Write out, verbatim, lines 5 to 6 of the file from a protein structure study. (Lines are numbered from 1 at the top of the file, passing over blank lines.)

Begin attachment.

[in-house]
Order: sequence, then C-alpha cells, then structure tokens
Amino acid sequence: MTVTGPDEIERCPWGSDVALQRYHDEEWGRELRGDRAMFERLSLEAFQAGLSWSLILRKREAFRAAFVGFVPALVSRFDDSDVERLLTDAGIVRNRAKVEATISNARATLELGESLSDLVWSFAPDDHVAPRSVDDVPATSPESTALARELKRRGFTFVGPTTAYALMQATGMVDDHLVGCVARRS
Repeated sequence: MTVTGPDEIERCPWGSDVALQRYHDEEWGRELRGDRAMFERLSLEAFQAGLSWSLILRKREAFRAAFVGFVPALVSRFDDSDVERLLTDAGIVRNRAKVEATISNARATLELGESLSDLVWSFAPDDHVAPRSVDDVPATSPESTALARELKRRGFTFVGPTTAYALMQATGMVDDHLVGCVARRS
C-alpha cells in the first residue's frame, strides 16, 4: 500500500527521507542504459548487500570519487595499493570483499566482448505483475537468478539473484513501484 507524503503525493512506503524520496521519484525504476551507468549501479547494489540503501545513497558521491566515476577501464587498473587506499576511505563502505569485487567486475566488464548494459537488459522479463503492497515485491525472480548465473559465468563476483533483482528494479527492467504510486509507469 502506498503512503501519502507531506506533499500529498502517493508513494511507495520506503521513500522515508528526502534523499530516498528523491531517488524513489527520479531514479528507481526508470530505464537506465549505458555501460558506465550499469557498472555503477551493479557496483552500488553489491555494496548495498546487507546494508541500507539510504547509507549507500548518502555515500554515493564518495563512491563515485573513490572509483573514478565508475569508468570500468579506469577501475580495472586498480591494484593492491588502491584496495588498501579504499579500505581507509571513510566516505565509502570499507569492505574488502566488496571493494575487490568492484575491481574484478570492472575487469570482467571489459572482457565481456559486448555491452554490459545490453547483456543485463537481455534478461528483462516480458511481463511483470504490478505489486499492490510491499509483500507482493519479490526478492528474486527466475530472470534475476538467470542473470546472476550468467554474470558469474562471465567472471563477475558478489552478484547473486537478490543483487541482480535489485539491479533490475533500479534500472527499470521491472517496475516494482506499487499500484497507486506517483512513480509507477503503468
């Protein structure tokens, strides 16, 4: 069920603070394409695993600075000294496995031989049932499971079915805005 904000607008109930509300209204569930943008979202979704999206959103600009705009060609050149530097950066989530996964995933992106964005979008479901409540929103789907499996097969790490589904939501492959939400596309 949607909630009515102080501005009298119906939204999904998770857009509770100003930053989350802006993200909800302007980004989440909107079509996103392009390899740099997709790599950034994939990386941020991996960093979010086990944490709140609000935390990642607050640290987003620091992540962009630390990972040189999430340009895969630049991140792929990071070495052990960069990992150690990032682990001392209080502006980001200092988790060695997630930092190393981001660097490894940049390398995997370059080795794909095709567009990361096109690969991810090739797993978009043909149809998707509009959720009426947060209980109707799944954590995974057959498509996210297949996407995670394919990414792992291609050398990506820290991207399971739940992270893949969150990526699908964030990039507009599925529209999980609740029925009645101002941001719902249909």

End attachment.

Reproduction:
C-alpha cells in the first residue's frame, strides 16, 4: 500500500527521507542504459548487500570519487595499493570483499566482448505483475537468478539473484513501484 507524503503525493512506503524520496521519484525504476551507468549501479547494489540503501545513497558521491566515476577501464587498473587506499576511505563502505569485487567486475566488464548494459537488459522479463503492497515485491525472480548465473559465468563476483533483482528494479527492467504510486509507469 502506498503512503501519502507531506506533499500529498502517493508513494511507495520506503521513500522515508528526502534523499530516498528523491531517488524513489527520479531514479528507481526508470530505464537506465549505458555501460558506465550499469557498472555503477551493479557496483552500488553489491555494496548495498546487507546494508541500507539510504547509507549507500548518502555515500554515493564518495563512491563515485573513490572509483573514478565508475569508468570500468579506469577501475580495472586498480591494484593492491588502491584496495588498501579504499579500505581507509571513510566516505565509502570499507569492505574488502566488496571493494575487490568492484575491481574484478570492472575487469570482467571489459572482457565481456559486448555491452554490459545490453547483456543485463537481455534478461528483462516480458511481463511483470504490478505489486499492490510491499509483500507482493519479490526478492528474486527466475530472470534475476538467470542473470546472476550468467554474470558469474562471465567472471563477475558478489552478484547473486537478490543483487541482480535489485539491479533490475533500479534500472527499470521491472517496475516494482506499487499500484497507486506517483512513480509507477503503468
């Protein structure tokens, strides 16, 4: 069920603070394409695993600075000294496995031989049932499971079915805005 904000607008109930509300209204569930943008979202979704999206959103600009705009060609050149530097950066989530996964995933992106964005979008479901409540929103789907499996097969790490589904939501492959939400596309 949607909630009515102080501005009298119906939204999904998770857009509770100003930053989350802006993200909800302007980004989440909107079509996103392009390899740099997709790599950034994939990386941020991996960093979010086990944490709140609000935390990642607050640290987003620091992540962009630390990972040189999430340009895969630049991140792929990071070495052990960069990992150690990032682990001392209080502006980001200092988790060695997630930092190393981001660097490894940049390398995997370059080795794909095709567009990361096109690969991810090739797993978009043909149809998707509009959720009426947060209980109707799944954590995974057959498509996210297949996407995670394919990414792992291609050398990506820290991207399971739940992270893949969150990526699908964030990039507009599925529209999980609740029925009645101002941001719902249909």